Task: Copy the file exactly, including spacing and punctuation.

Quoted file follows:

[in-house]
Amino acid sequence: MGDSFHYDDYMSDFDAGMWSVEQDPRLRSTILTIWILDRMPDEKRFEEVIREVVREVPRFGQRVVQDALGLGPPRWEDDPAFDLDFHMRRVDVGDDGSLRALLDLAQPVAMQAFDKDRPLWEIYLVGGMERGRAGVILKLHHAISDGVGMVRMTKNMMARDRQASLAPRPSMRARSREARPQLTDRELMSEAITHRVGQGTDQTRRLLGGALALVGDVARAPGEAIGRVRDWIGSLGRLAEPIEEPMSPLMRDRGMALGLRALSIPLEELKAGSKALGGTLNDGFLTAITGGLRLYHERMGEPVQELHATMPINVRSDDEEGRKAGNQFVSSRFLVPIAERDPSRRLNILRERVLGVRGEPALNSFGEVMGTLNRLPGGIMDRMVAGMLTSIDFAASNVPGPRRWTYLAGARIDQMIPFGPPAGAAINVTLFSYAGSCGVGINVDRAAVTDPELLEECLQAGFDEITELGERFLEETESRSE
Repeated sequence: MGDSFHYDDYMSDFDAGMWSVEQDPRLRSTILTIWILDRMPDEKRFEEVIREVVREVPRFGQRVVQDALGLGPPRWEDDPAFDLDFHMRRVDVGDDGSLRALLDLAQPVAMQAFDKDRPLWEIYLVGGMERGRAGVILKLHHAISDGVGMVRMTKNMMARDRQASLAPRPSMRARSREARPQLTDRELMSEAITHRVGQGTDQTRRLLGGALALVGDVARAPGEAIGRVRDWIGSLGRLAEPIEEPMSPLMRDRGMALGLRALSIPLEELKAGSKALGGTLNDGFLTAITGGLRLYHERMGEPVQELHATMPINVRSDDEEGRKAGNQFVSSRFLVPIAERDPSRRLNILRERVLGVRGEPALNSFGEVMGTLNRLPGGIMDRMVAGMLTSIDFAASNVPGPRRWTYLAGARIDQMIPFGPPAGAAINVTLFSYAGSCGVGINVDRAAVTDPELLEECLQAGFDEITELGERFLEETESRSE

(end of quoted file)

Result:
[in-house]
Amino acid sequence: MGDSFHYDDYMSDFDAGMWSVEQDPRLRSTILTIWILDRMPDEKRFEEVIREVVREVPRFGQRVVQDALGLGPPRWEDDPAFDLDFHMRRVDVGDDGSLRALLDLAQPVAMQAFDKDRPLWEIYLVGGMERGRAGVILKLHHAISDGVGMVRMTKNMMARDRQASLAPRPSMRARSREARPQLTDRELMSEAITHRVGQGTDQTRRLLGGALALVGDVARAPGEAIGRVRDWIGSLGRLAEPIEEPMSPLMRDRGMALGLRALSIPLEELKAGSKALGGTLNDGFLTAITGGLRLYHERMGEPVQELHATMPINVRSDDEEGRKAGNQFVSSRFLVPIAERDPSRRLNILRERVLGVRGEPALNSFGEVMGTLNRLPGGIMDRMVAGMLTSIDFAASNVPGPRRWTYLAGARIDQMIPFGPPAGAAINVTLFSYAGSCGVGINVDRAAVTDPELLEECLQAGFDEITELGERFLEETESRSE
Repeated sequence: MGDSFHYDDYMSDFDAGMWSVEQDPRLRSTILTIWILDRMPDEKRFEEVIREVVREVPRFGQRVVQDALGLGPPRWEDDPAFDLDFHMRRVDVGDDGSLRALLDLAQPVAMQAFDKDRPLWEIYLVGGMERGRAGVILKLHHAISDGVGMVRMTKNMMARDRQASLAPRPSMRARSREARPQLTDRELMSEAITHRVGQGTDQTRRLLGGALALVGDVARAPGEAIGRVRDWIGSLGRLAEPIEEPMSPLMRDRGMALGLRALSIPLEELKAGSKALGGTLNDGFLTAITGGLRLYHERMGEPVQELHATMPINVRSDDEEGRKAGNQFVSSRFLVPIAERDPSRRLNILRERVLGVRGEPALNSFGEVMGTLNRLPGGIMDRMVAGMLTSIDFAASNVPGPRRWTYLAGARIDQMIPFGPPAGAAINVTLFSYAGSCGVGINVDRAAVTDPELLEECLQAGFDEITELGERFLEETESRSE